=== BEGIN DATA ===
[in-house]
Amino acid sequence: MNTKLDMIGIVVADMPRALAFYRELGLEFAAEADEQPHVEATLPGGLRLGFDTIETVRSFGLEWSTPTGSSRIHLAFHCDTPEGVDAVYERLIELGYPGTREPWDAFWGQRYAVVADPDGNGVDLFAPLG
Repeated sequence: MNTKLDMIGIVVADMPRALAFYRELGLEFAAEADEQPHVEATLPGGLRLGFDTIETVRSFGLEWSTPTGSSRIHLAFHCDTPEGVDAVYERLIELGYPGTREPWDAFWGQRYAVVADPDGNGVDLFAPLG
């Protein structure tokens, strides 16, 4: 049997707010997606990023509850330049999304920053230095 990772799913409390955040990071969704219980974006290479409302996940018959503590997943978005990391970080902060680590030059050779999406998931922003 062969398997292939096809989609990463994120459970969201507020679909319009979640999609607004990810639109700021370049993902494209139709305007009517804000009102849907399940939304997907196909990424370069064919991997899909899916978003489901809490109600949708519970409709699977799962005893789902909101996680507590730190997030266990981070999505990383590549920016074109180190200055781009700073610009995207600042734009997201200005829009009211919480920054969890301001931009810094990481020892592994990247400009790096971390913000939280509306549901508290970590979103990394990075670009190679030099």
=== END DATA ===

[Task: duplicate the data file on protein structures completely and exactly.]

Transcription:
[in-house]
Amino acid sequence: MNTKLDMIGIVVADMPRALAFYRELGLEFAAEADEQPHVEATLPGGLRLGFDTIETVRSFGLEWSTPTGSSRIHLAFHCDTPEGVDAVYERLIELGYPGTREPWDAFWGQRYAVVADPDGNGVDLFAPLG
Repeated sequence: MNTKLDMIGIVVADMPRALAFYRELGLEFAAEADEQPHVEATLPGGLRLGFDTIETVRSFGLEWSTPTGSSRIHLAFHCDTPEGVDAVYERLIELGYPGTREPWDAFWGQRYAVVADPDGNGVDLFAPLG
């Protein structure tokens, strides 16, 4: 049997707010997606990023509850330049999304920053230095 990772799913409390955040990071969704219980974006290479409302996940018959503590997943978005990391970080902060680590030059050779999406998931922003 062969398997292939096809989609990463994120459970969201507020679909319009979640999609607004990810639109700021370049993902494209139709305007009517804000009102849907399940939304997907196909990424370069064919991997899909899916978003489901809490109600949708519970409709699977799962005893789902909101996680507590730190997030266990981070999505990383590549920016074109180190200055781009700073610009995207600042734009997201200005829009009211919480920054969890301001931009810094990481020892592994990247400009790096971390913000939280509306549901508290970590979103990394990075670009190679030099």